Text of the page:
“At first, I don’t think a lot of the kids knew what it was all about,” Glenn Gallagher said, “but Austin and Paul did, and that’s all they talked about.”

They turned that talk into action, but it was a lack of action that provided the path to victory Tuesday night.

Mountville starter Zach Rineer had faced 42 batters in the Indians’ first two tournament games and didn’t walk one. He went seven more batters in the first two innings Tuesday before Robert Schimaneck walked to lead off the third inning.

Then, Rineer walked Wil Bruey and Hester, loading the bases.

“We’re pretty patient hitters,” said Glenn Gallagher. “(Rineer) tries to get you to chase his curveball, and we laid off of it.”

“He wasn’t missing by a lot,” said Mountville coach Bob Sauders. “You know, he’s just 12 years old. He just hit a streak there, where they weren’t going after his pitches.”

Sauders lifted his pitcher and brought in Graham to face Downey, who loaded up on a fastball.

“I got it on the right part of the bat and just ripped it,” he said.

“Nick doesn’t really swing at bad pitches,” Glenn Gallagher said. “I thought, “I’m not going to put the take on. If he likes (it) he’s going to go after it.’ He got his pitch up and over the middle of the plate and he drilled it.”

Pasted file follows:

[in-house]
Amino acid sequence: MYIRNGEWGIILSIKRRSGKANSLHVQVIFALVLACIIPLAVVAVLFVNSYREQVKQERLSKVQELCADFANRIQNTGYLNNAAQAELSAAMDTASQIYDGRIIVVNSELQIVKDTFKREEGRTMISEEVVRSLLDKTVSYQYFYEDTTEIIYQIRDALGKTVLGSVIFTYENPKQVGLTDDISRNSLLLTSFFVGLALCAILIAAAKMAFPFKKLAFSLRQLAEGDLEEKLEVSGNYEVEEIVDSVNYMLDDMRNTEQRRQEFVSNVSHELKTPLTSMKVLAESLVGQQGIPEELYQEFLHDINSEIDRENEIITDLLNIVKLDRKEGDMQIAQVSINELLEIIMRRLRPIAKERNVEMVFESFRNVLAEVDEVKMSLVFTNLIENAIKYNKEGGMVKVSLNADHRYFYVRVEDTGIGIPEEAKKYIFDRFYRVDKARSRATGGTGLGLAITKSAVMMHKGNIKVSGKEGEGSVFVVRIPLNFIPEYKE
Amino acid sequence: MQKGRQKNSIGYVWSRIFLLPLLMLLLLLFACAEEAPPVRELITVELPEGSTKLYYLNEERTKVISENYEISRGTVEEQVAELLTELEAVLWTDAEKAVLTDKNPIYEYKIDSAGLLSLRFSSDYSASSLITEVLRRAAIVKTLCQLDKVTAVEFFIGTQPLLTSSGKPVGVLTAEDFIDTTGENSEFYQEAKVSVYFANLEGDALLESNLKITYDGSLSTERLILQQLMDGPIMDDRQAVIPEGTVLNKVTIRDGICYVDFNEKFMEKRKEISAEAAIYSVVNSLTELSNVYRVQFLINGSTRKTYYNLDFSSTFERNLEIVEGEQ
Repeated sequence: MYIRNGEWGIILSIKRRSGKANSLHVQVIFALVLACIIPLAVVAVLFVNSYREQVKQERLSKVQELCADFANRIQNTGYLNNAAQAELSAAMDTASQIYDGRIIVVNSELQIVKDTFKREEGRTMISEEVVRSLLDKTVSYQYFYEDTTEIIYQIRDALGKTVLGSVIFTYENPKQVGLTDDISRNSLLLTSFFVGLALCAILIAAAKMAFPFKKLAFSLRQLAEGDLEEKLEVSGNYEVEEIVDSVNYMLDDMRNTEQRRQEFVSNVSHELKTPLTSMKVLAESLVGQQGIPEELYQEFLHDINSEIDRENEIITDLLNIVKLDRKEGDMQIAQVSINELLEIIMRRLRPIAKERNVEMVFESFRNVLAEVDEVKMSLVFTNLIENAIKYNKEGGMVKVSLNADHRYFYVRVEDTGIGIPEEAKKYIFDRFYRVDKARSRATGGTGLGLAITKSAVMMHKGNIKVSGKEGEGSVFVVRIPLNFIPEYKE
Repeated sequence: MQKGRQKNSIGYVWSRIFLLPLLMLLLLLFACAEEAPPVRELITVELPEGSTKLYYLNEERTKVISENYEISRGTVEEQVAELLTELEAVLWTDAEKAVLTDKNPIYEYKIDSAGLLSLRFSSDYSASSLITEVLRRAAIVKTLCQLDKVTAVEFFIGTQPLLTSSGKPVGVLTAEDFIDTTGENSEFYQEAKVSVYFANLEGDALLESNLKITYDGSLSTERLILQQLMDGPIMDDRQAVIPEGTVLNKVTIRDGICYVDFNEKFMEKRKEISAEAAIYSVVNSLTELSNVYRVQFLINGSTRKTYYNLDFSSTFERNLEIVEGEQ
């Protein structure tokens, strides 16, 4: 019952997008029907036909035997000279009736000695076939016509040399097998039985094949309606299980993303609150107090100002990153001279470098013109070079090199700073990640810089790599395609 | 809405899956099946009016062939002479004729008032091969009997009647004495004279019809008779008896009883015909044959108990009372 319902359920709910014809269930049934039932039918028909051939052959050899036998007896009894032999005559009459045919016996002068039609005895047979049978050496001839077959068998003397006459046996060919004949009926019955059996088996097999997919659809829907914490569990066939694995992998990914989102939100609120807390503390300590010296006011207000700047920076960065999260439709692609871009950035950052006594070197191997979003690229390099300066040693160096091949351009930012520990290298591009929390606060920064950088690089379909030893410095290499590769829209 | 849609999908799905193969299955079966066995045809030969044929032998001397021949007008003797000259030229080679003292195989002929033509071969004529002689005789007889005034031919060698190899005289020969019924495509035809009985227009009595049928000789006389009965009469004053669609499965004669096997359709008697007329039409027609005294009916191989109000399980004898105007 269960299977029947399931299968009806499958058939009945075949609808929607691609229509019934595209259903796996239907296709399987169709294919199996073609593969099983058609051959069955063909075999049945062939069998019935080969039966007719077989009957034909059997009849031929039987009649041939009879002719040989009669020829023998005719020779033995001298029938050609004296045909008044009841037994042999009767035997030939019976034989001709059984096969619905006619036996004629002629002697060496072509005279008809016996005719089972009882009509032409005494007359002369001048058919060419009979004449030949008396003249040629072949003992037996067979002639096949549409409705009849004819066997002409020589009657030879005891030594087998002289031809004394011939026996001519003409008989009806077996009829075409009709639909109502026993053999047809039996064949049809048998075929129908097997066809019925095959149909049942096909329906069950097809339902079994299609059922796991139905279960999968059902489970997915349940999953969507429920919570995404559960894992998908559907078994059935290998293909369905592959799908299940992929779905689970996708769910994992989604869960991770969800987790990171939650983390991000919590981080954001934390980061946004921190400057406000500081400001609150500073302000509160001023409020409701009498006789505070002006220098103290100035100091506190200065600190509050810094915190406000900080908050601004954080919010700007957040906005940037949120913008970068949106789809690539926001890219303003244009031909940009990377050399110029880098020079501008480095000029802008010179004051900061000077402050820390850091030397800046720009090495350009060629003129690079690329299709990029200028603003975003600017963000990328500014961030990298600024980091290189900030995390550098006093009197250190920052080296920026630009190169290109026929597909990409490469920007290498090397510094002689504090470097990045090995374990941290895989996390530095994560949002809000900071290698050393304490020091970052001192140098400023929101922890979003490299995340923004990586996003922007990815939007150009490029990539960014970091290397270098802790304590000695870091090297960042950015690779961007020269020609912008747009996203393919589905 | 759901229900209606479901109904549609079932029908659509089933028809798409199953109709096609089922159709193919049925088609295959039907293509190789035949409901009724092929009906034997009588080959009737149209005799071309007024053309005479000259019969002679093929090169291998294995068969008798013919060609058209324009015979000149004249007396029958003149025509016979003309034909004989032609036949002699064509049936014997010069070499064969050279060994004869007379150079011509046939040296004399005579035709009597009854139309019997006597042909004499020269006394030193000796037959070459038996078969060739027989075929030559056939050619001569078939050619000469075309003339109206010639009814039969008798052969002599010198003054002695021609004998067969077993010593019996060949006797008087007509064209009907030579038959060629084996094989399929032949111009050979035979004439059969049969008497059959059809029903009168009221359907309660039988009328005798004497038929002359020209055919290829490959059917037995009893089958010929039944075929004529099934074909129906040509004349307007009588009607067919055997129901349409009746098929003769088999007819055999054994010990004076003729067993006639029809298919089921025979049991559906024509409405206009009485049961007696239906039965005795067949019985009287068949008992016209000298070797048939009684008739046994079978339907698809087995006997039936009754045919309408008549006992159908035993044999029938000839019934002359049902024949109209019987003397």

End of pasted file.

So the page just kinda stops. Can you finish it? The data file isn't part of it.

Downey was a constant thorn in Mountville’s side, twice making extraordinary efforts to catch foul popups and also throwing out a runner trying to steal second, an almost unheard of occurence at this level.

“He’s the one who did us in,” Sauders said. “I thought Mr. Downey did an excellent job.”

And he was clearly enjoying the feel of being a champion.

“I love this tournament ! I love baseball!,” he exclaimed. “This was a great team victory. Maybe we’ll do it again.”

Austin Gallagher mows down Mountville.

Mountville falls just short of goal

Andy Long and Jason Graham had a dream.

The two members of the Mountville Indians midget-midget baseball team are also newspaper carriers for the New Era and it was their goal to compete in the New Era Tournament.

Their fondest hope was to win the tournament and be able to deliver their team-championship picture to their customers.

For the longest time it seemed their goals were out of reach as Mountville languished near the .500 mark for most of the season and seemed out of the running in the Penn Manor League.

But the Indians put on a late rush and qualified, as the fourth seed from the league, for one of two play-in games for the New Era Tourney.

“We were the wild-card team coming in,” noted Indians’ coach Bob Sauders. “It didn’t even look like we were going to make it.”

The Indians pounded Manheim, the Susquehanna League third seed, 14-4 to make the field of eight, then turned in two super performances to reach the finals.

The first goal for Long and Graham had been met. But they fell a little short of the ultimate goal.

This afternoon they were delivering New Eras featuring pictures of Austin Gallagher and his Manheim Township Black teammates.

Township was the better team last night.

“It’s difficult to play three perfect games,” said Sauders, who coached his boys to thrilling 2-1 and 4-1 wins. “The last two games we were fortunate to come away with a win.”